Creches from Iceland

Yuletide Lads
Kristina Karolina
Iceland

Kristin Karolina dressed her Yuletide lads in sheepskin and wool of her homeland.  Mischief is written all over the bearded faces of the “bad boys,” presented here in groups of three and four.  Gryla, the witch, and Ragamuff, her lazy husband, are waiting in their cave on the mountain for the return of the thirteen lads.  The Christmas scene, in style and materials identical with the other figures, is set apart, and highlights the deeper meaning of the Yuletide tradition.

The Story of the Yulemen
Yuletide of the North of Europe is not simply Christmas.  Long before the Christian era, it meant the joyful moment when the sun, after having been a prisoner of darkness for too long, slowly but surely reasserted its right to light and day.  What better symbol to highlight the meaning of Christ’s birth, frequently compared to the rising sun?

The folktale of the Icelandic Yuletide lads links both these events.  The ballad of the Giantess Gryla (18 c.) speaks of thirteen lads coming down from their snowy mountains, one each day.  On Christmas day, they leave again, one at a time, the last one departing on Epiphany.  Who are these Yuletide lads?  They are “bad boys” who like to have fun at the expense of innocent people.  The children better hide their toys, and kitchen maids cover their pots and pans for the Yuletide lads are a greedy lot.  They are taking after their parents, Gryla and Ragamuff, “loathsome folks who played on humans many a hoax.” Unbelievable but true!  Gryla, the giant witch, collected children in her awesome bag.  No wonder the lads are pranksters with an evil streak.

Fencepost Pat , the first to come, always scares the sheep. Gully empties the milkpail. Shorty, with the long white beard, steals the whole pan laden with meat.  Ladle Licker likes to lick the porridge ladle. Pot Scraper adores what is crisp or burnt.  Skirt Blower makes people sick blowing a breeze.  Door Banger likes to make noise.  Yoghurt Glutton as the tale says, empties “barrel, bowl, and plate,” even before people awake.  Sausage Snatcher is after the row of juicy sausages.  Window Peeker has an evil eye, and Doorway Sniffer hides behind closed doors: both of them have sticky little fingers.  Meat Hook steals the Christmas steak with rod and hook, right up through the chimney.  The last to come on December 24 is called Candle Beggar.  He sweeps the holiday candles wherever he can get them.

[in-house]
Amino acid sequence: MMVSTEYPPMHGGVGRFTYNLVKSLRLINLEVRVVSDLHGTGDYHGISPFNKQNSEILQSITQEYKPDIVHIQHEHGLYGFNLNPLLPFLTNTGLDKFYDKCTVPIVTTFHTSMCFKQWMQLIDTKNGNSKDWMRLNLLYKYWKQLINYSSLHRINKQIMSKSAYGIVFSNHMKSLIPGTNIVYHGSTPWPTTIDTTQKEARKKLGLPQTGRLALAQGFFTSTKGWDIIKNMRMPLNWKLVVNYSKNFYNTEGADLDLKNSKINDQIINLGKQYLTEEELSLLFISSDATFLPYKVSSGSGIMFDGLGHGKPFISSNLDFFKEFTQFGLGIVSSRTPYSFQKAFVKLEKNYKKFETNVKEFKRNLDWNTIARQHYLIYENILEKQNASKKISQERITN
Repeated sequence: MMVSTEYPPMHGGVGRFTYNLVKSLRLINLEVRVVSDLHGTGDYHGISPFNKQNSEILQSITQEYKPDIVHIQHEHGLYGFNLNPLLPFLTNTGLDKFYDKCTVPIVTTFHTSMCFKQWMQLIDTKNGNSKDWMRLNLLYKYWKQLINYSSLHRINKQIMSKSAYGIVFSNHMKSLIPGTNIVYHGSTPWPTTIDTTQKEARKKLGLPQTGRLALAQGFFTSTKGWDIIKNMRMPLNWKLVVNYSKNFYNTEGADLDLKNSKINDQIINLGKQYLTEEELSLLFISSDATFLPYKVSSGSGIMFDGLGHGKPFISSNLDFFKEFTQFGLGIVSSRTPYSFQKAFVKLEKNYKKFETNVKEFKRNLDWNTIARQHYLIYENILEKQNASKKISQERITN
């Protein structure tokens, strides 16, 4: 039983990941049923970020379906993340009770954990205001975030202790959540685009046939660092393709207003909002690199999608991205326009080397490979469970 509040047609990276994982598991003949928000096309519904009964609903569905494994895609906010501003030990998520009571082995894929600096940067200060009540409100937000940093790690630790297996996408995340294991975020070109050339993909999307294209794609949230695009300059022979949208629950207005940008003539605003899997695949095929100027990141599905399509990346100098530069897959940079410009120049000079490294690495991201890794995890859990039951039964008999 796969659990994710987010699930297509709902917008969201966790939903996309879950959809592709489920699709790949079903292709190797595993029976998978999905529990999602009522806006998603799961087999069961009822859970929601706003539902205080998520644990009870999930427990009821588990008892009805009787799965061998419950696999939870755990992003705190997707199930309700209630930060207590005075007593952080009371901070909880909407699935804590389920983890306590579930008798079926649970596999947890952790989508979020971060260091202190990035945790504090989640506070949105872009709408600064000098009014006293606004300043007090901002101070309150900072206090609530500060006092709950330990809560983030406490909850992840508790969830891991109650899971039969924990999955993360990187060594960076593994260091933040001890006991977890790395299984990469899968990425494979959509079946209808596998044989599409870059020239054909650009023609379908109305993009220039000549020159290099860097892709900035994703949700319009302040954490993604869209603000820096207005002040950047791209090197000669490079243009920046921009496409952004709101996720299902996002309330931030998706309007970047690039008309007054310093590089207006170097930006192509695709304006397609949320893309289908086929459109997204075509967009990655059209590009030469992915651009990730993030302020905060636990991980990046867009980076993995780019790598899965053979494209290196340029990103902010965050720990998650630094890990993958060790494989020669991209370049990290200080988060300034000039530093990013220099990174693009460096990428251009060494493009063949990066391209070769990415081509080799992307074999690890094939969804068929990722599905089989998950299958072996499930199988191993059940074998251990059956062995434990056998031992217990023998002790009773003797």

Come December 25, the feast of new light, the spooky guys disappear, one a day.  On January 6, the thirteenth day of Christmas, they are all gone, the hissing yuletide cat on their heels.  The mischief is now over, light has triumphed over darkness.  The days grow longer, and Jesus’ birth is announced to the whole world.

ML.1118.14

 

 

Valhall in a Tree Stump
A. Oelger
Iceland

The Icelandic Eddas tell that in Valhall, the paradise of the Germanic tribes, there are 540 doors. At the end of the world, 800 of the finest warriors will march through each of the doors to wage war against the enemies of the gods. This set marks a stark contrast to the heroes of Valhall. Although reminiscent of the fairytales of Norse literature, the poor and brittle tree stump with its mushroom-shaped top could hardly qualify as symbol of Valhall. And the plain and artless figures emerging from the fallen tree are but a far cry from the might splendor of Wotan’s armies. Yet, there is a magic quality ennobling and extolling the set. It derives from the wonderful paradox that exists between the utter simplicity and fragile earthliness of this nativity set and the message and meaning it conveys. God does not need 800x540 warriors to win the end game. Crossing the threshold that separates heaven and earth, he opened the 540 doors of Valhall to all those of good will.    

ML.2641

 

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